Support for students needs to be less formal and more empathetic

For the vast majority, the transition between school and higher education is challenging. The leap from a ‘small pond’ to larger waters, and the change between spoon-fed and independent learning, is something of a sharp adjustment.

There is a certain beauty in the idea that Edinburgh is what you make of it. If you put in the effort to attend office hours, speak to Student Support Officers (SSOs) and check-in with university counsellors, you will undoubtedly reap the benefits of the support available. But this is an ideology, with the keystone being personal motivation. Those with a less forward attitude are unlikely to have the same pastoral care. With fees as they are, should the university be doing what it can to ensure all students receive equal levels of support, even if this means adopting personalised, more targeted approaches?

Earlier this week I found myself in the Go Abroad office hoping to discuss my offer to study in Korea next year. Having been ignored by e-mail, phone and appointment I was determined to receive answers to my questions.

Studying overseas is something I had wanted to do since applying to university, yet I had been given a location which did not offer my degree and was far away from the buzzing Korean cities I had envisioned. Admittedly I had made a mistake on my application form but, nevertheless, I was met with a non negotiable answer: I could either study where I had been allocated, or I would stay in Edinburgh. Receiving another, better-suited offer was out of the question – even if it were more appropriate to my academic circumstances.

My experience with this office left me feeling like a mere figure in an annual quota. As far as they were concerned I had been allocated a place and therefore their job was finished. From my perspective however, I was potentially moving to another continent, with no supporting network in sight, wishing for a little more consideration.

This month also saw the theft of my friends’ laptops when their flat was burgled. They were denied essay extensions based on guidelines, which state the “failure, loss or theft of […] a computer” is insufficient. Although extensions can be granted on the grounds of a “crime […] likely to have significant emotional impact”, this example was evidently not distressing enough.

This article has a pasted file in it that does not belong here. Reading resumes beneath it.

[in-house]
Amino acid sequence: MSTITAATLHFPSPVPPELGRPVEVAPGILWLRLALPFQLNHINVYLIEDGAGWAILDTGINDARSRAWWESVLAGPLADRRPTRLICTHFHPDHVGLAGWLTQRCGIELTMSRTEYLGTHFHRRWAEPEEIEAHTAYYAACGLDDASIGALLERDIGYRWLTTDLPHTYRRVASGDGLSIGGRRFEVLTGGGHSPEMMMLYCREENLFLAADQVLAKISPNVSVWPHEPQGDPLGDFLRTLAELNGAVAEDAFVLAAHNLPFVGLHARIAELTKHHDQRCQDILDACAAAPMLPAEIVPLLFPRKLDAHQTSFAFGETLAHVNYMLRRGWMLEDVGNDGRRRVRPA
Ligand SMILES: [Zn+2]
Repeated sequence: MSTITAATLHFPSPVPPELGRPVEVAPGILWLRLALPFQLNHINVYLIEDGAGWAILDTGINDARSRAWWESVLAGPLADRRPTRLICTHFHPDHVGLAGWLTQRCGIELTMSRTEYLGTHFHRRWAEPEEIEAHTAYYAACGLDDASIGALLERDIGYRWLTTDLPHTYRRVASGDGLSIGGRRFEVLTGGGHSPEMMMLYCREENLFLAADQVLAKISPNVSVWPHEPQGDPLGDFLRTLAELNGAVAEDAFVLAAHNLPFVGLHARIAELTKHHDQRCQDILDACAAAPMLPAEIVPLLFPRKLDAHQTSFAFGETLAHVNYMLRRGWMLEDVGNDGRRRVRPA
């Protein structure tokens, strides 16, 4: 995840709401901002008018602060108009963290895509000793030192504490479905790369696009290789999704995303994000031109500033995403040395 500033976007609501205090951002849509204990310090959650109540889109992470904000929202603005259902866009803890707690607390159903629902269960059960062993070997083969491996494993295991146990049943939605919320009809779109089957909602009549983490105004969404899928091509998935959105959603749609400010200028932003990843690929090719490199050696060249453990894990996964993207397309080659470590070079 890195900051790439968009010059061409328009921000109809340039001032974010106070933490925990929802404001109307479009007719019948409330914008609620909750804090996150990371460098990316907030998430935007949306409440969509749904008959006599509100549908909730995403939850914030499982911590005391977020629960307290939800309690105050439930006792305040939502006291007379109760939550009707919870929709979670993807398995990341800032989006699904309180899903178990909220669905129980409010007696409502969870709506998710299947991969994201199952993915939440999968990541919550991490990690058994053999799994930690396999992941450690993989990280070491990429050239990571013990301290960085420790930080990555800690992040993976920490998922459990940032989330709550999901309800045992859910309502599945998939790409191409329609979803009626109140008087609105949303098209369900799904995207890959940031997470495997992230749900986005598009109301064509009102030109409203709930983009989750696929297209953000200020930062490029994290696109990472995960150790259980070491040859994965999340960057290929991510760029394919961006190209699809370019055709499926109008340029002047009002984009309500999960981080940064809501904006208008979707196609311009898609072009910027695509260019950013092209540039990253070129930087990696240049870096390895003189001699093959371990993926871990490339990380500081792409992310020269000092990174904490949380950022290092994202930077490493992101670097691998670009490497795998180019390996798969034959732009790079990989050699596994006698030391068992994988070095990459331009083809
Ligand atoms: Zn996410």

With an institution as large and complex as the University of Edinburgh, it is inevitable that some individuals will fall between the cracks. When there are so many extension requests to process I can understand why events become dehumanised – yet once again masses of paperwork masks human empathy. I would argue that a check-box on an administrative form doesn’t quite address the distress of a robbery. It becomes less surprising, then, when Edinburgh ranks third worst in the UK for Student Satisfaction according to the Complete University Guide.

University isn’t just about lectures. For many it is the first time away from home and, as such, offers a great opportunity to grow individually. If university education is partially a lesson in life, then it is unreasonable for it to exist in the black-and-white defined parameters as a checklist: life is not like that. With Go Abroad I did not presume celebrity treatment but I would have appreciated a shred of human compassion: a furrowed eyebrow, for example, or even a smile.

The university is an integral part of its students’ lives, and its operational ethos must be suited to real-life. The question as to whether or not the university ‘should be’ emotionally involved with students is moot – it absolutely is. I just hope one day it recognises this in the circumstances when such support is – undoubtedly – needed.

 

Image: The Blue Diamond

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